At 10.50 a.m. on 22 November 2017, the third-generation light source SESAME in Jordan produced its first X-ray photons, signalling the start of the regional laboratory’s experimental program. Researchers sent a beam of monochromatic light through the XAFS/XRF (X-ray absorption fine structure/X-ray fluorescence) spectroscopy beamline, the first to come on stream at SESAME and targeted at research ranging from solid state physics to environmental science and archaeology.

Obtaining first light is an important step in the commissioning of a new synchrotron light source, and the milestone comes 10 months after SESAME circulated its first electrons (CERN Courier March 2017 p8). Nevertheless, it is just one step on the way to full operation. The SESAME synchrotron is currently operating with a beam current of just over 80 milliamps while the design value is 400 milliamps. Over the coming weeks and months as experiments get underway, the current will be gradually increased.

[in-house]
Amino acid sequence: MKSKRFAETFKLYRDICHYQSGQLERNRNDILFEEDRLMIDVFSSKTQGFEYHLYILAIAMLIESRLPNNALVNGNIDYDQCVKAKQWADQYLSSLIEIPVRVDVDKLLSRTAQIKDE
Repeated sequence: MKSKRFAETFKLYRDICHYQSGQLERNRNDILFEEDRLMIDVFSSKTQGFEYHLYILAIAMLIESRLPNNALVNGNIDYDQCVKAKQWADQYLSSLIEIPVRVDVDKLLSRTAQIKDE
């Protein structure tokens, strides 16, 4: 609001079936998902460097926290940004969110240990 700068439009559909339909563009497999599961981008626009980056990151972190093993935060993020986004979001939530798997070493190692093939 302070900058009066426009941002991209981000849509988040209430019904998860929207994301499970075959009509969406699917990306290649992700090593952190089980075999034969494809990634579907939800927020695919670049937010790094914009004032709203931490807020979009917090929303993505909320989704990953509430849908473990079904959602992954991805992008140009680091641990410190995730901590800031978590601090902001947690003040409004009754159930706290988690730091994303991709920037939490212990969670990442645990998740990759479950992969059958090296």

SESAME’s initial research program will be carried out at two beamlines, the XAFS/XRF beamline and an infrared spectro-microscopy beamline that is scheduled to join the XAFS/XRF beamline this year. A third beamline devoted to materials science will come on stream in 2018. “After years of preparation, it’s great to see light on target,” said XAFS/XRF beamline scientist Messaoud Harfouche. “We have a fantastic experimental programme ahead of us, starting with an experiment to investigate heavy metals contaminating soils in the region.”